Worsted weight yarn (1/2 a skein?)
Size J crochet hook
Rnd 1: Ch 3 (counts as first dc now and throughout), 2 dc inside ring, ch 1, (3 dc in ring, ch 1) 3 times, join to third ch of beg ch 3. (12 dc, 4 ch 1 spaces)
Rnd 2: Sl st in next dc, Ch 3, 2 dc in same stitch, ch 1, (3 dc in next ch 1 sp, ch 1, skip next dc, 3 dc in next dc, ch 1) around, 3 dc in last ch 1 sp, ch 1, join to third ch of beg ch 3. (24 dc, 8 ch 1 spaces)
Rnd 3: Repeat rnd 2. (48 dc, 16 ch 1 spaces)
Rnd 4: Sl st in each of the next 2 dc and in next ch sp, ch 3, 2 dc in same sp, ch 1, (3 dc in next ch sp, ch 1) around, join to third ch of beg ch 3.
Rnd 5 onward: Repeat rnd 4 over and over until it’s the right depth for you
I was up to the wee hours finishing this cowl. It took a toll on my fingers. All that knitting two together gave me bruises on my hands, but I love the finished product. Thank you daylight savings time!
Things I would do differently next time:
- On the trim, do knit2, purl2
- Make it 112 stitches so it can wrap easily around twice
- Not use three strands of yarn at a time because it was really tough to knit 2 together with all that bulk
So I’ve been tinkering with the idea of starting a blog and I think it’s high time I do. It’s mainly for my own benefit — I make so much stuff I can’t keep track of it all. In addition to knitting (hence the Knit Nat title), I cook, sew and repurpose things. This blog is a catalog of all things Craft.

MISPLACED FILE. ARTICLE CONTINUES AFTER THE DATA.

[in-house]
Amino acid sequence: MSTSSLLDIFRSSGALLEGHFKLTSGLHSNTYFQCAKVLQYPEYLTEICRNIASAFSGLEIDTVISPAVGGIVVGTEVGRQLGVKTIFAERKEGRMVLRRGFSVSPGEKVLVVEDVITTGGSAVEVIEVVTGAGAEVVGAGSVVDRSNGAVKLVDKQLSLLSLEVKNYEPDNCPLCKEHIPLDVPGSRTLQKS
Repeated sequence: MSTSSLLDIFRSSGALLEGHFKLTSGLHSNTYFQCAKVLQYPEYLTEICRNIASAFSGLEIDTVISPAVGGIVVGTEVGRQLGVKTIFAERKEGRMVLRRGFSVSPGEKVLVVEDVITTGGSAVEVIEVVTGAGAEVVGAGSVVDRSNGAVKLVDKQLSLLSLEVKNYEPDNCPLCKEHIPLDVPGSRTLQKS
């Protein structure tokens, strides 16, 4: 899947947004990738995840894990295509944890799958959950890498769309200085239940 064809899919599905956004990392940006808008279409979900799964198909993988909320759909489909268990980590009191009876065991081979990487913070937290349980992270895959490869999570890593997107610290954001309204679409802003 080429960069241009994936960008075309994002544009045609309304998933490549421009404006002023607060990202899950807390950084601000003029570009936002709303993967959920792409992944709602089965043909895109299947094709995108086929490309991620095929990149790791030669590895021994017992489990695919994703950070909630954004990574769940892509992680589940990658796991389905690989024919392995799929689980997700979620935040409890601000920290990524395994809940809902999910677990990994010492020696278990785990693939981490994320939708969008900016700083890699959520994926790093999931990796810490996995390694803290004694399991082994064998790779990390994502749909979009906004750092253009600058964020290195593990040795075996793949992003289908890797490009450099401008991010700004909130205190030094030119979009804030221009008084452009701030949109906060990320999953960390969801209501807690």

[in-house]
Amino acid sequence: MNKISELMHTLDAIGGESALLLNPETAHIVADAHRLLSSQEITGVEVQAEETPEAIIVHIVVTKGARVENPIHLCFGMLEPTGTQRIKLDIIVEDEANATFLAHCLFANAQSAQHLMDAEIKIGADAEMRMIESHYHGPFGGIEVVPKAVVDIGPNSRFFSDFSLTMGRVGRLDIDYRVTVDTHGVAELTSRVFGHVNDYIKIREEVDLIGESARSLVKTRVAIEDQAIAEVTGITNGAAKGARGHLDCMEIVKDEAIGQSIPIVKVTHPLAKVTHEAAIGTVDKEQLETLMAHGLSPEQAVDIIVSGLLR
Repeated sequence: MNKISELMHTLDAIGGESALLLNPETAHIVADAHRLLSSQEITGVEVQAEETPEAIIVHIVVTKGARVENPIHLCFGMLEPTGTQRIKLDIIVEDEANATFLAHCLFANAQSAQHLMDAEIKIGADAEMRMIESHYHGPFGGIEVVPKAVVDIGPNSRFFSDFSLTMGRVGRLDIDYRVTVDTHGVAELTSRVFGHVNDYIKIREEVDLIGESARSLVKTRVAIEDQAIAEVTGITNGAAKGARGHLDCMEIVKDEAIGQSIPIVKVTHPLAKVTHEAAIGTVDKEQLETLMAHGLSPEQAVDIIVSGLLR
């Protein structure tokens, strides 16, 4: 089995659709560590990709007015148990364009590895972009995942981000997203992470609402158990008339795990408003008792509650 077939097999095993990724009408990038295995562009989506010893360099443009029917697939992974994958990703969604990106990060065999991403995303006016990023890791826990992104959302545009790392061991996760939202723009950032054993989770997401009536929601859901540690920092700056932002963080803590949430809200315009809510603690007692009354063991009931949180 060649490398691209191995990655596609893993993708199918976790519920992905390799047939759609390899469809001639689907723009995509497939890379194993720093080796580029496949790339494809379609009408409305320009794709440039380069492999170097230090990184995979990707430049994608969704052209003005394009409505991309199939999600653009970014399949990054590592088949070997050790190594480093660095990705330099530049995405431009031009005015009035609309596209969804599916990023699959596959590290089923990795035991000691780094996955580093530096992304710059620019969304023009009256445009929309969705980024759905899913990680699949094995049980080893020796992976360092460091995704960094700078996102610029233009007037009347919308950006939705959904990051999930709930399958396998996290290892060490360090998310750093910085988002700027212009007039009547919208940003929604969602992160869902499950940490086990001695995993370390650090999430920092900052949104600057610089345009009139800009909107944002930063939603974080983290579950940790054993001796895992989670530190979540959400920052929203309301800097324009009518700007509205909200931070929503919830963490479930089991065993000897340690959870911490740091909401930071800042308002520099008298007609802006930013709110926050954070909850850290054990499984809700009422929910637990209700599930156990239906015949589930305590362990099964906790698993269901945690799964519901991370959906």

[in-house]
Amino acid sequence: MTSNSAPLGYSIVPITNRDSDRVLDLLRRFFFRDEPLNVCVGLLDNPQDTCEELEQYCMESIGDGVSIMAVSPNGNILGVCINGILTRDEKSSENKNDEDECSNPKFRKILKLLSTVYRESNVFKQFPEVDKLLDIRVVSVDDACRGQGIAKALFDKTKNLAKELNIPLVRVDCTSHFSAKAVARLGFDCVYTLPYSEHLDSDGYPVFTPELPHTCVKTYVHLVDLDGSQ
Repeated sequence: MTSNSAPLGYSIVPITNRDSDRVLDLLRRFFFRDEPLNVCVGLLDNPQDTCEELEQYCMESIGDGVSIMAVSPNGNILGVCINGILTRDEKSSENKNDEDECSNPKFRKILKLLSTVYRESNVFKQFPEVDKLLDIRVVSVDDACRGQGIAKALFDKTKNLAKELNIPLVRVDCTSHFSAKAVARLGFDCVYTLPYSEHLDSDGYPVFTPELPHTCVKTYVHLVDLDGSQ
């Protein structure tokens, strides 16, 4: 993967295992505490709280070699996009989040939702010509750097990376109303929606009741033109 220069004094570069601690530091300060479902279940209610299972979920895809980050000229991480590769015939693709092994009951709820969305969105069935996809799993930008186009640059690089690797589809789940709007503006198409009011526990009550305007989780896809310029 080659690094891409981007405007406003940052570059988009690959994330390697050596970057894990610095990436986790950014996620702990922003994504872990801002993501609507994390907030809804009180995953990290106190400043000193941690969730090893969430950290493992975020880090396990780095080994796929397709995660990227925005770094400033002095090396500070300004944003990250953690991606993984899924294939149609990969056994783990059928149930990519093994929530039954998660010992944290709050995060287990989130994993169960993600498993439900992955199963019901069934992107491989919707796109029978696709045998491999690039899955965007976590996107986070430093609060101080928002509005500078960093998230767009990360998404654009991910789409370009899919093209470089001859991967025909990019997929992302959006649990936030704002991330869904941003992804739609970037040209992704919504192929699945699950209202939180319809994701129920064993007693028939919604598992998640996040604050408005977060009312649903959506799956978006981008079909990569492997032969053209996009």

I’ve wanted to knit myself a cowl for the winter and I finally used my $25 credit at the Quilt Tree to purchase the most beautiful yarns for it. I did a lot of Ravelry research yesterday and found a pattern that was simple enough. It’s an easy lace pattern.
Just how luscious is this yarn?
I shall call this project the Harlequin Cowl.
24-inch size 9 circular needle
1 skien of Cascade Lana Bambu color 11 & 2 skeins of Ironstone Sunset color
1 stitch marker
Cast on 104 stitches. Place marker and join yarn, being careful not to twist the work.
k4, p4 for three rows (or however wide you want the trim to be)
row 1:*k2tog, yo*, repeat ** till end of row (don’t forget that the last stitch of the row is a yarn over.)
row 2 and all even rows: knit
repeat this pattern till project is wide enough to your liking
k4, p4 for three rows and bind off.
Here’s what I have so far: